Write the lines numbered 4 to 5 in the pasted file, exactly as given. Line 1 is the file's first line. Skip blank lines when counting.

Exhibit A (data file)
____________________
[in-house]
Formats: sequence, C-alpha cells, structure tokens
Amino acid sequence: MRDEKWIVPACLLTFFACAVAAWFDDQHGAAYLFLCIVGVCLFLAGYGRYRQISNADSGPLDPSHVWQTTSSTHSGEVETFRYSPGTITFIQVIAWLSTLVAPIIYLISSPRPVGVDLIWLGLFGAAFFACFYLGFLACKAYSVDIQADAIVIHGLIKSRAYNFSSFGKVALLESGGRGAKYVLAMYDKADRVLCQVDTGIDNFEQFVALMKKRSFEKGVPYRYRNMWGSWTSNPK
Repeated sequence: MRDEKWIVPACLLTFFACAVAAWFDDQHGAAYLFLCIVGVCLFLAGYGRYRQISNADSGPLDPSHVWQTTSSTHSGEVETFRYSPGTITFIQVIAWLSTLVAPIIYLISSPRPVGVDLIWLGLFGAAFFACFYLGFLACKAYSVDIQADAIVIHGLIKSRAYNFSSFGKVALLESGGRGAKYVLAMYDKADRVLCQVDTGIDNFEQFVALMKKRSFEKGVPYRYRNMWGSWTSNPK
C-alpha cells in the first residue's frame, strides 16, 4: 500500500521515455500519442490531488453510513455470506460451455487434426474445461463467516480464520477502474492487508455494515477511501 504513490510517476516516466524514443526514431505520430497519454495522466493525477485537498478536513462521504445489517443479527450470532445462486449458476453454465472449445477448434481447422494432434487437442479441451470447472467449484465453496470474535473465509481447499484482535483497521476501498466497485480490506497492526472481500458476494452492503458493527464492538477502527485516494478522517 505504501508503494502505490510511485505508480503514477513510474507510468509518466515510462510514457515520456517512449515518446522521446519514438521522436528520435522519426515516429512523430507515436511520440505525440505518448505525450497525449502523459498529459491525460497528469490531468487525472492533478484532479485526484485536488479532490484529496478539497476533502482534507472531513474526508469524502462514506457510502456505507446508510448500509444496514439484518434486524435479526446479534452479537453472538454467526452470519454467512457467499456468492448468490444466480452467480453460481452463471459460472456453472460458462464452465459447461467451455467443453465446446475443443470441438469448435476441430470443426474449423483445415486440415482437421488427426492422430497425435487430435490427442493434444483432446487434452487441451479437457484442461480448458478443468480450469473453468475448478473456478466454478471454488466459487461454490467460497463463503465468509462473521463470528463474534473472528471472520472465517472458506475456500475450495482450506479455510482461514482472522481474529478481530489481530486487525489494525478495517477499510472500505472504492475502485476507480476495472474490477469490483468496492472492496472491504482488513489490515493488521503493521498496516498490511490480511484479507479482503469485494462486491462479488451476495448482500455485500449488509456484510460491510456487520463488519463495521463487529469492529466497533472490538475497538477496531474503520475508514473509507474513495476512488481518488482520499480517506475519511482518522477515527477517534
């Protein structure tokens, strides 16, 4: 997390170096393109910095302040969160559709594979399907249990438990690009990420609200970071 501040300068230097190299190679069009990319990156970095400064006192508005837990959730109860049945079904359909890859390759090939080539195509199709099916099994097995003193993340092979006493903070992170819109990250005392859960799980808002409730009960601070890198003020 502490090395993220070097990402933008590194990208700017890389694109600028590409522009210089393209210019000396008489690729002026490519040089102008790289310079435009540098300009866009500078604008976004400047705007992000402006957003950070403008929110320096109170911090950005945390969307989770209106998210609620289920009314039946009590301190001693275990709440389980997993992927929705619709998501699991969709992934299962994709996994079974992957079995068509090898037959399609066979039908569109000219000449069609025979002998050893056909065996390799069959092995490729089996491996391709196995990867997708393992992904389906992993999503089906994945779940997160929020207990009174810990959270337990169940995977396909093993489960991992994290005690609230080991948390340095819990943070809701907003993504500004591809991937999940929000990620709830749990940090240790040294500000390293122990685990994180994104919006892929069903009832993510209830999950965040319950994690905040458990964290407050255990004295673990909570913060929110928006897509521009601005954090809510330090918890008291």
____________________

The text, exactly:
Repeated sequence: MRDEKWIVPACLLTFFACAVAAWFDDQHGAAYLFLCIVGVCLFLAGYGRYRQISNADSGPLDPSHVWQTTSSTHSGEVETFRYSPGTITFIQVIAWLSTLVAPIIYLISSPRPVGVDLIWLGLFGAAFFACFYLGFLACKAYSVDIQADAIVIHGLIKSRAYNFSSFGKVALLESGGRGAKYVLAMYDKADRVLCQVDTGIDNFEQFVALMKKRSFEKGVPYRYRNMWGSWTSNPK
C-alpha cells in the first residue's frame, strides 16, 4: 500500500521515455500519442490531488453510513455470506460451455487434426474445461463467516480464520477502474492487508455494515477511501 504513490510517476516516466524514443526514431505520430497519454495522466493525477485537498478536513462521504445489517443479527450470532445462486449458476453454465472449445477448434481447422494432434487437442479441451470447472467449484465453496470474535473465509481447499484482535483497521476501498466497485480490506497492526472481500458476494452492503458493527464492538477502527485516494478522517 505504501508503494502505490510511485505508480503514477513510474507510468509518466515510462510514457515520456517512449515518446522521446519514438521522436528520435522519426515516429512523430507515436511520440505525440505518448505525450497525449502523459498529459491525460497528469490531468487525472492533478484532479485526484485536488479532490484529496478539497476533502482534507472531513474526508469524502462514506457510502456505507446508510448500509444496514439484518434486524435479526446479534452479537453472538454467526452470519454467512457467499456468492448468490444466480452467480453460481452463471459460472456453472460458462464452465459447461467451455467443453465446446475443443470441438469448435476441430470443426474449423483445415486440415482437421488427426492422430497425435487430435490427442493434444483432446487434452487441451479437457484442461480448458478443468480450469473453468475448478473456478466454478471454488466459487461454490467460497463463503465468509462473521463470528463474534473472528471472520472465517472458506475456500475450495482450506479455510482461514482472522481474529478481530489481530486487525489494525478495517477499510472500505472504492475502485476507480476495472474490477469490483468496492472492496472491504482488513489490515493488521503493521498496516498490511490480511484479507479482503469485494462486491462479488451476495448482500455485500449488509456484510460491510456487520463488519463495521463487529469492529466497533472490538475497538477496531474503520475508514473509507474513495476512488481518488482520499480517506475519511482518522477515527477517534